Article in full
On 2nd November David Blunkett resigned and John Hutton became the latest in a very long line of ministers responsible for pensions. November also saw the publication of Lord Turner’s long-awaited report. The Department for Work and Pensions has commissioned its own report due out in February. Of all the influences on the future landscape of pensions, the current regulatory review could prove to be the most fundamental. Rumours abound about soft compulsion, Swedish models of central collection and the like.
Irrespective of the political background and the possible introduction of compulsion (which Axa opposes) there are a number of distinct trends and requirements in the market which will continue unabated. We believe the two most significant are the search for value by those employers who sponsor schemes, and the evolution of the investment market for pensions.
The biggest one of these is the increasing requirement for scheme sponsors to secure measurable return on their pension and benefits expenditure. The bottom line cost of a benefits programme, including pensions, can be anywhere up to 25% of payroll, and employers need to be sure this is the most effective way to spend their budget in order to drive the business forward and achieve corporate goals.
This search for value, which has begun, will develop further over the next five years. It will manifest itself in different ways.
Most employers run benefit programmes for two reasons. Firstly, it helps them compete in the ‘war for talent’ i.e. to attract and then retain the right people for their business. Secondly, there is still a paternalistic/facilitation element which leads companies to ‘do the right thing’ for their employees.
Increasingly, this has meant the introduction of voluntary and flexible benefits programmes, which offer short-term tangible benefits such as gym membership that employees seem to prefer over long-term non-tangible employee benefits such as pensions.
Put simply, people don’t value what they don’t understand. The challenge is to change the perception that pensions are arcane and hard to penetrate through effective employee engagement. The next manifestation is the increasing communication capacity of the pensions industry. Axa and others have studied and applied behavioural finance research to understand how to better engage with employees.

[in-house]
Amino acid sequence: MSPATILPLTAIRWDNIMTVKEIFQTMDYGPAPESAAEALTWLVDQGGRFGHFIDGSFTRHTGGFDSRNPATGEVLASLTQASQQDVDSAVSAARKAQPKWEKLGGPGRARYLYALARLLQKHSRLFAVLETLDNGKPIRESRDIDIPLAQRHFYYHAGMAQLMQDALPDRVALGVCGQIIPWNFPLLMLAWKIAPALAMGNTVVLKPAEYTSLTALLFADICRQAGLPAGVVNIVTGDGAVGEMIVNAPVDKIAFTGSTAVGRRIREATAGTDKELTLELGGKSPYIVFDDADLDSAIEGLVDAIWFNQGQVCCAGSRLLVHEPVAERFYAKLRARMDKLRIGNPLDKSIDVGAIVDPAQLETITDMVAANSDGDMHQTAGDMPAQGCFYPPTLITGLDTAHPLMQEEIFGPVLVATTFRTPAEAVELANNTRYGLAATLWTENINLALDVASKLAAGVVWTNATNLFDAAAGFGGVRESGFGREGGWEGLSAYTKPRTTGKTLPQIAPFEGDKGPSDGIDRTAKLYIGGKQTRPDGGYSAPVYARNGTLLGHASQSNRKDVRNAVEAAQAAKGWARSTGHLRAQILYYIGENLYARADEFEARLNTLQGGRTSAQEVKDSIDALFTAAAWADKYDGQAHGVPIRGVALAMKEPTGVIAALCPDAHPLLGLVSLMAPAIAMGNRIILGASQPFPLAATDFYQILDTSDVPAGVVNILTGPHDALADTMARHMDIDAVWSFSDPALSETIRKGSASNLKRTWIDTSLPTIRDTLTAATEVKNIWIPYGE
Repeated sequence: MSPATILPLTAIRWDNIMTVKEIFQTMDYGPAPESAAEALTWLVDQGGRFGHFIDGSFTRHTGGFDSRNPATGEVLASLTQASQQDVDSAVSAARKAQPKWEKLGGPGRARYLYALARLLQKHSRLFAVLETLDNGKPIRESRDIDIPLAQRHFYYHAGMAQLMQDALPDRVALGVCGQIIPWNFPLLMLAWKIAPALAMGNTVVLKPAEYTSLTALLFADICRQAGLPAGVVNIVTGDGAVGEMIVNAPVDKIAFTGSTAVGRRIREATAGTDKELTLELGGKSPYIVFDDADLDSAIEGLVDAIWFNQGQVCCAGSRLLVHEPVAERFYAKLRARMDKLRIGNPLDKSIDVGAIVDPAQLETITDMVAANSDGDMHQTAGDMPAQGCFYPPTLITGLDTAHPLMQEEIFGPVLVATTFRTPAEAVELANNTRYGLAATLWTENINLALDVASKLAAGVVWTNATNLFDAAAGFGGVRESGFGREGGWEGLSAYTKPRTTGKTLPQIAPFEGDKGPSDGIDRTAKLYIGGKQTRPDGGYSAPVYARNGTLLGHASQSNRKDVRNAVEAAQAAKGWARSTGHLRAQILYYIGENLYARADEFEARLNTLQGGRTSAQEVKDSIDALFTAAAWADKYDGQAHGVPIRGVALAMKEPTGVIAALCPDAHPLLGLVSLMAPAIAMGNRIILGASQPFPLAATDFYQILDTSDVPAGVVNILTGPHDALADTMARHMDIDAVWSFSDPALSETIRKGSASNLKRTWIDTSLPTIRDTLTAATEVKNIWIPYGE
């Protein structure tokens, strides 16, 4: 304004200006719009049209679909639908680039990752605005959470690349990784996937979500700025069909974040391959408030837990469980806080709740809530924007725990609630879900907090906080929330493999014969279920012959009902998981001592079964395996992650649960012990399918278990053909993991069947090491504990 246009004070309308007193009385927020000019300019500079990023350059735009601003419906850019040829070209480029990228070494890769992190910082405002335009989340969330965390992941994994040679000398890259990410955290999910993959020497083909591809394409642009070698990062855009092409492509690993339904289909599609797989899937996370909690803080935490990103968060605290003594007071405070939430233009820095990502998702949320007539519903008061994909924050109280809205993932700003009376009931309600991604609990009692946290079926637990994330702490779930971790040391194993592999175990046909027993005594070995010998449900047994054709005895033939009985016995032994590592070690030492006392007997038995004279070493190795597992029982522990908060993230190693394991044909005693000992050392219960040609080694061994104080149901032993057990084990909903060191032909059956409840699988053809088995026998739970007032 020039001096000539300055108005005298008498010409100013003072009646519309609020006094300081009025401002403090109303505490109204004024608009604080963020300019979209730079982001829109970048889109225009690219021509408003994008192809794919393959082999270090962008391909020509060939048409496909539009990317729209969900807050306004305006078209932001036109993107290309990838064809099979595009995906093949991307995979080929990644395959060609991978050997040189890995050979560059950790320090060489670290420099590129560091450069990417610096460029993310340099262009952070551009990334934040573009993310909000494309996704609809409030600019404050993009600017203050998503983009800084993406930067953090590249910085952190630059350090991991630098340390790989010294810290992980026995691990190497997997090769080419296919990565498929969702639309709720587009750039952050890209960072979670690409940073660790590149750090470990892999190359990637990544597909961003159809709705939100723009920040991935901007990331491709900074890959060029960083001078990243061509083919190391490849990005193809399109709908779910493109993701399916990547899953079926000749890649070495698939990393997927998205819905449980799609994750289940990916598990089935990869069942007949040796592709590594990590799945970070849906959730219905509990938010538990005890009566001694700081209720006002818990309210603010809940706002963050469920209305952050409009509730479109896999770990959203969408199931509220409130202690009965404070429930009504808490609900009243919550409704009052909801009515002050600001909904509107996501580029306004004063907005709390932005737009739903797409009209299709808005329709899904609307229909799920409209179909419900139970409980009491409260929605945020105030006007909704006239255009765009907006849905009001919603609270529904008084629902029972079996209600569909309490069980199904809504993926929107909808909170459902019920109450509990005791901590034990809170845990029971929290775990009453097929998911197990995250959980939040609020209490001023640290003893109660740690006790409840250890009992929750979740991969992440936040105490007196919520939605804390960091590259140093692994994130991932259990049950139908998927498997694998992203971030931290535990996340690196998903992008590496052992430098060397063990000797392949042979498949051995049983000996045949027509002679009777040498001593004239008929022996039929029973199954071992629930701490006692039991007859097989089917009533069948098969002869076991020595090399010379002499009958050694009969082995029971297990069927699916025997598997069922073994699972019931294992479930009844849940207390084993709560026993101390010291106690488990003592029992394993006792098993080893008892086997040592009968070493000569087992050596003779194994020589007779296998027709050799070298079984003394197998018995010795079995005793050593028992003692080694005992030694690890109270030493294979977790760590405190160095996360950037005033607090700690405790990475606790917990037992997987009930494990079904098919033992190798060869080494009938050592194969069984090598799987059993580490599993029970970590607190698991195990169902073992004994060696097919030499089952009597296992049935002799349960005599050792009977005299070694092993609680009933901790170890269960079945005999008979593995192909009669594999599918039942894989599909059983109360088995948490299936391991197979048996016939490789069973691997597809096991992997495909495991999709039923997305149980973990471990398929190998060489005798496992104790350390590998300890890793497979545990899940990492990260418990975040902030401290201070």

Improved engagement raises employee awareness and appreciation of the benefits being provided by their employer, and helps employers secure a return on their investment in employee benefits. Increasingly, employers will set aside a portion of their benefit spend solely for communication. For example, rather than spending 20% of payroll on benefits, they may spend 19% on benefits and 1% on communication.
Advances in communication techniques and technology mean it is cost effective for many employers to segment their workforce and run targeted communication campaigns tailored to the requirements of each segment.
Pensions and benefit strategies will continue to converge, and will lead to growth in aggregation tools and combined benefit statements that will effectively promote the value of the employers’ spend on employee benefits to employees.
Our research shows the most effective communication techniques are via the employer, and that staff want help using examples – often best achieved in a face-to-face environment.
Investment options for pensions are being opened up by regulation. Indeed self-invested options fill the pages of the financial press. Open investment architecture is now the norm providing choice for sponsors, trustees and members alike. But too much choice can paralyse decision-making. Over the next few years, we will see the development of investment solutions designed for members of defined contribution schemes and also for trustees of defined benefit arrangements.
Governance of investment choice will vex the minds of providers, trustees and employers as we look to ensure that scheme members understand their responsibilities and have access to the right investment choices at the right time.
We know most members choose default funds with lifestyle options. The role of the default will continue, but we expect there to be far more innovative default solutions in the future.
Politicians will have their day, but for employers securing better value from their benefit strategy while ensuring it delivers their corporate objectives will be paramount.